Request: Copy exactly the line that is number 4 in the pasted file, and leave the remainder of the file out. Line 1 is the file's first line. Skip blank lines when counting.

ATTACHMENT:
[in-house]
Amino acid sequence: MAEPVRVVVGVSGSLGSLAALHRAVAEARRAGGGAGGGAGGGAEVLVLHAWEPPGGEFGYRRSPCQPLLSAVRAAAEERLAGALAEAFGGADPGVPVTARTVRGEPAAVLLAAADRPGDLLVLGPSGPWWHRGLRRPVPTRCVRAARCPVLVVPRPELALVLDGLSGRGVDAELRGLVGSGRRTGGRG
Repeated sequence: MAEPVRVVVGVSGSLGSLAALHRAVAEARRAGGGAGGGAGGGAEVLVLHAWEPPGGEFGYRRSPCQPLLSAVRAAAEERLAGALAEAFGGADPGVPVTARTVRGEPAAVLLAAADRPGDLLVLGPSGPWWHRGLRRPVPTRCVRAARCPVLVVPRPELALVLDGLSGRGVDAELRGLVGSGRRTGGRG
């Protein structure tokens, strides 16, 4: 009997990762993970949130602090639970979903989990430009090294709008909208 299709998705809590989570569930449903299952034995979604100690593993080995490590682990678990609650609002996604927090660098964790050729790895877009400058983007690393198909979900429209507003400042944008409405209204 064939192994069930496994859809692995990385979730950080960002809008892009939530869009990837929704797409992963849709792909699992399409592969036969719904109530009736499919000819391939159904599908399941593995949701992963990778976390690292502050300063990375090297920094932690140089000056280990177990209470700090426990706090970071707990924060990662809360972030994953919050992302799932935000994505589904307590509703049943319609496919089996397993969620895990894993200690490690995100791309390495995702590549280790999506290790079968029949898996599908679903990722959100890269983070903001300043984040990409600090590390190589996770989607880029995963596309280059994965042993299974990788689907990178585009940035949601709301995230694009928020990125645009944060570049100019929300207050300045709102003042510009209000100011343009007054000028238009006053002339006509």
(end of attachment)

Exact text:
């Protein structure tokens, strides 16, 4: 009997990762993970949130602090639970979903989990430009090294709008909208 299709998705809590989570569930449903299952034995979604100690593993080995490590682990678990609650609002996604927090660098964790050729790895877009400058983007690393198909979900429209507003400042944008409405209204 064939192994069930496994859809692995990385979730950080960002809008892009939530869009990837929704797409992963849709792909699992399409592969036969719904109530009736499919000819391939159904599908399941593995949701992963990778976390690292502050300063990375090297920094932690140089000056280990177990209470700090426990706090970071707990924060990662809360972030994953919050992302799932935000994505589904307590509703049943319609496919089996397993969620895990894993200690490690995100791309390495995702590549280790999506290790079968029949898996599908679903990722959100890269983070903001300043984040990409600090590390190589996770989607880029995963596309280059994965042993299974990788689907990178585009940035949601709301995230694009928020990125645009944060570049100019929300207050300045709102003042510009209000100011343009007054000028238009006053002339006509």